Five reasons why the Cabrera National Park should be expanded to 90,000 ha | Oceana Europe
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It’s only been a few days since the Balearic Government agreed to take further steps in the process of enlarging the Cabrera National Park in the Balearic Islands, something that Oceana has been advocating for over the past several years. Any enlargement will of course be welcomed but to make a meaningful difference rather than a token gesture the park requires a significant expansion.
The national park, covering an archipelago situated just over an hour by boat from Majorca, was established 24 years ago and currently occupies an area of just 9,000 ha. Since its conception, technological advancements have enabled more in-depth research expeditions revealing areas of great ecological value found just outside the park’s current boundaries, most of which remain exposed and without real protection.
For an effective protection of the region, the national park should be expanded to at least 10 times its current size. However, if you need more reasons, other than the obvious environmental benefits, here are five reasons why Cabrera National Park should be expanded to 90,000 ha:

  1. It’s the Law. Natural marine systems that are largely unrepresented in the national parks network which ought to be included as National Park law states, would be protected. For example, the Emile Baudot Escarpment, coralligenous and maërl communities and important areas for cetaceans and other large pelagic fishes such as bluefin tuna.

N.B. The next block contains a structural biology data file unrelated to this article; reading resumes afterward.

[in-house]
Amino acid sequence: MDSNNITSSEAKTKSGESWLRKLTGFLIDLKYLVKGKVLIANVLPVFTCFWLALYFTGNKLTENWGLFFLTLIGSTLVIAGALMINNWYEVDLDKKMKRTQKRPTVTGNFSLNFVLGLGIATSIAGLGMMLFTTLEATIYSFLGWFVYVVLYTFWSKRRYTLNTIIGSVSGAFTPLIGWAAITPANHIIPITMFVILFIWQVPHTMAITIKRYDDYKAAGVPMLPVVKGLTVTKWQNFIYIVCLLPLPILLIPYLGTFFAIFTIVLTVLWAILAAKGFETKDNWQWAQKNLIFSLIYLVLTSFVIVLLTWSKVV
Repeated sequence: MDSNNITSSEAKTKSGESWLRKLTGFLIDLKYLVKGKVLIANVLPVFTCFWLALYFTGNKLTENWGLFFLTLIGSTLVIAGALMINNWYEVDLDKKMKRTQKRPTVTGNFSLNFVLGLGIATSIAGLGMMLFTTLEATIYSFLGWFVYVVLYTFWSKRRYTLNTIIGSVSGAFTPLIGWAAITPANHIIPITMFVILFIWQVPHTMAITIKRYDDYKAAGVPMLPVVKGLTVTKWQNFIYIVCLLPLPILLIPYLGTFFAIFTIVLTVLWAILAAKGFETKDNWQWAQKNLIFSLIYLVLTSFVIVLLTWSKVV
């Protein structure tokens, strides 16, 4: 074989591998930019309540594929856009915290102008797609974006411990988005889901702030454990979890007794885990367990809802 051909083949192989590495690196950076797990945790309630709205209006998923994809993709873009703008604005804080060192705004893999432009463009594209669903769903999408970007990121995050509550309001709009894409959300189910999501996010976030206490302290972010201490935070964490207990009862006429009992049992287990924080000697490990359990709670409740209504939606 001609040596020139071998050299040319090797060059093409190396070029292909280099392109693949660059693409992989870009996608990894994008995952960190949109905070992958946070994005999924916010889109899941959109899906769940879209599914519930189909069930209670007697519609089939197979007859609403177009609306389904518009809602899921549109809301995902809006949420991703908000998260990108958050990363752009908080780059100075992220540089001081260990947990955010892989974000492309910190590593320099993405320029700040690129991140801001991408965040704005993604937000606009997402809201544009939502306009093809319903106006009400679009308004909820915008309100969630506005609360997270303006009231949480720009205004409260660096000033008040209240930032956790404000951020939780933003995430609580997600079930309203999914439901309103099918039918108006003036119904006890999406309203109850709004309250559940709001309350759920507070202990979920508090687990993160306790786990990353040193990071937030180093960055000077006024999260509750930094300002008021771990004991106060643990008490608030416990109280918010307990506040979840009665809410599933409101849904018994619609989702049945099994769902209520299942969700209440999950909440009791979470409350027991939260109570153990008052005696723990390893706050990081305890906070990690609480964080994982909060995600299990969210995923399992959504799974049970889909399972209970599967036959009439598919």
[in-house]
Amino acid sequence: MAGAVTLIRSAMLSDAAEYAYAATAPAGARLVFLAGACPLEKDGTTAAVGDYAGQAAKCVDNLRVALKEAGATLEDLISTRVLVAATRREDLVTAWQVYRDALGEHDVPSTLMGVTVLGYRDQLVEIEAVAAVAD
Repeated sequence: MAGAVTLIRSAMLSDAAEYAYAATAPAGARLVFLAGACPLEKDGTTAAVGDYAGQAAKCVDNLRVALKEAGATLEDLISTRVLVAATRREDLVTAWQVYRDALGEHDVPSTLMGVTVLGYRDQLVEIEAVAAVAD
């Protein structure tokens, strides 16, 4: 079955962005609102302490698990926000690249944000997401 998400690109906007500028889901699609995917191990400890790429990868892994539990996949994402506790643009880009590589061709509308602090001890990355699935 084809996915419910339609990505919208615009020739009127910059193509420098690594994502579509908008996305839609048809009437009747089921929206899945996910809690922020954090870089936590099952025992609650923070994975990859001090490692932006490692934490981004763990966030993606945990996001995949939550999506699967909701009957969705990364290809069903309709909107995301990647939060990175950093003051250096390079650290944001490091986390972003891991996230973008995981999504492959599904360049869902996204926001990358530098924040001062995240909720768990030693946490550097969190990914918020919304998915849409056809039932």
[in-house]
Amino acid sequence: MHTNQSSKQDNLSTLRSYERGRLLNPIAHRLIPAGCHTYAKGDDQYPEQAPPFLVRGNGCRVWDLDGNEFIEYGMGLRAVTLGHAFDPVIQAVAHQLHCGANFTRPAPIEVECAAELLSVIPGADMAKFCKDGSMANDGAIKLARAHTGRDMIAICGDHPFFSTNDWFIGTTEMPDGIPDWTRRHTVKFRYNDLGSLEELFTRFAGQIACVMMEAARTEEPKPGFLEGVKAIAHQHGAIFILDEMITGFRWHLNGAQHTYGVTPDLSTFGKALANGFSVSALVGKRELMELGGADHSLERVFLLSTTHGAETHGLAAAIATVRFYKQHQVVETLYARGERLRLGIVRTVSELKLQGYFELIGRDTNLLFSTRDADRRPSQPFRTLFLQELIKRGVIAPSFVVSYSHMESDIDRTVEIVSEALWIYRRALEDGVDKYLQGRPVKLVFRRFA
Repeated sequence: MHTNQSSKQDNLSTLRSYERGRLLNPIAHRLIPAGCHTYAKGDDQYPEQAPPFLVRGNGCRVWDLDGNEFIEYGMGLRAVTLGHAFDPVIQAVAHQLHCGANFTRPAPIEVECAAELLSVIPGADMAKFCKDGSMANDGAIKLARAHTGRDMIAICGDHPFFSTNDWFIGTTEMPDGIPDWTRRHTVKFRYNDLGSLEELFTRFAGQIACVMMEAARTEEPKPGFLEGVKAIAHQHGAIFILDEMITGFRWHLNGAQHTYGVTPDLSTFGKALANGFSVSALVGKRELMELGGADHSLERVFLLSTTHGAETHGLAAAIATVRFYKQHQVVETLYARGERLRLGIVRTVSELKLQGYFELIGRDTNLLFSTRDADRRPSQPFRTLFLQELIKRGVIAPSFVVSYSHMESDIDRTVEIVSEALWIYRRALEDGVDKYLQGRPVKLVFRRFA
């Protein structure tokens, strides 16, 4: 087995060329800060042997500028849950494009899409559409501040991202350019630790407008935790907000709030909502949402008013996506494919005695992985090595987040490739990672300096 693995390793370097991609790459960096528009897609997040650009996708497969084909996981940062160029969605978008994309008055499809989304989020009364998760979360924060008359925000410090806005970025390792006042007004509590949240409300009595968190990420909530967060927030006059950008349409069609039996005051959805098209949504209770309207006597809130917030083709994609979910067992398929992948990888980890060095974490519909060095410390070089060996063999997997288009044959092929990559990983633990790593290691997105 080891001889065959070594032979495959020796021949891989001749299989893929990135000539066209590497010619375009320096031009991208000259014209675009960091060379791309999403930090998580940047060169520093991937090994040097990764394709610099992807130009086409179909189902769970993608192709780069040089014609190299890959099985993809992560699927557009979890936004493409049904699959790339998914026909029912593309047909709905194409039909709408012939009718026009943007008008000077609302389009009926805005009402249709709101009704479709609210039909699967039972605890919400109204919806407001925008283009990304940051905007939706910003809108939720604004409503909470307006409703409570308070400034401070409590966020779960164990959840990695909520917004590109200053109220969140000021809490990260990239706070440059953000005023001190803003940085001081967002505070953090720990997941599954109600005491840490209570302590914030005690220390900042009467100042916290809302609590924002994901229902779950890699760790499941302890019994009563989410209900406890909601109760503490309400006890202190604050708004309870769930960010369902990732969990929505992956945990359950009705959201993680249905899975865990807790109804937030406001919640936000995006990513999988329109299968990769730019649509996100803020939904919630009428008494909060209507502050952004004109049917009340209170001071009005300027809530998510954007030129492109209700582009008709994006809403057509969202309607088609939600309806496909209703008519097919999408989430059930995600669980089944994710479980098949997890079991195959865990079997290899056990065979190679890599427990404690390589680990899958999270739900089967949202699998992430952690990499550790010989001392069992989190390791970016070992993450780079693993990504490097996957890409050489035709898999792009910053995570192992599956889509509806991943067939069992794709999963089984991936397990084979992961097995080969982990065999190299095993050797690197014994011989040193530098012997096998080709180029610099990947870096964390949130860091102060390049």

2. It will contribute to the ambition of protecting 30 per cent of the Balearic Islands. The International Union for Conservation of Nature (IUCN) recommends that at least 30 per cent of the surface of the seas should be protected in order to function efficiently. Currently, the Balearics protects 17 per cent of its waters.
  3. It is economically viable. By utilizing the 5 million euros that the Spanish Government transferred to the Balearic Autonomous Community in 2011, which was allocated entirely to Cabrera, and not diverting it elsewhere. Technological advances such as drones and monitoring fishing vessels by satellite significantly reduce surveillance costs.
  4. It promotes responsible artisanal fishing. Artisanal fisheries are in decline. The protection of those ecosystems currently unprotected and threatened by trawling would restore marine health and contribute to making this activity more profitable.
  5. It promotes high quality tourism. Cabrera has a chance to become the second largest national park in the Mediterranean Sea, after Alonissos-Northern Sporades in Greece. An expansion would contribute significantly to making the Balearic Islands a global example of marine conservation and responsible nature tourism will flourish along with its reputation as a region strenuously protecting its natural beauty.

©OCEANA/Juan Cuetos. Cap Llebeig, Cabrera, Balearic Islands, Spain. Catamaran Oceana Ranger Mediterranean Expedition. September 2007

©OCEANA/Juan Cuetos. Cap Llebeig, Cabrera, Balearic Islands, Spain. Catamaran Oceana Ranger Mediterranean Expedition. September 2007

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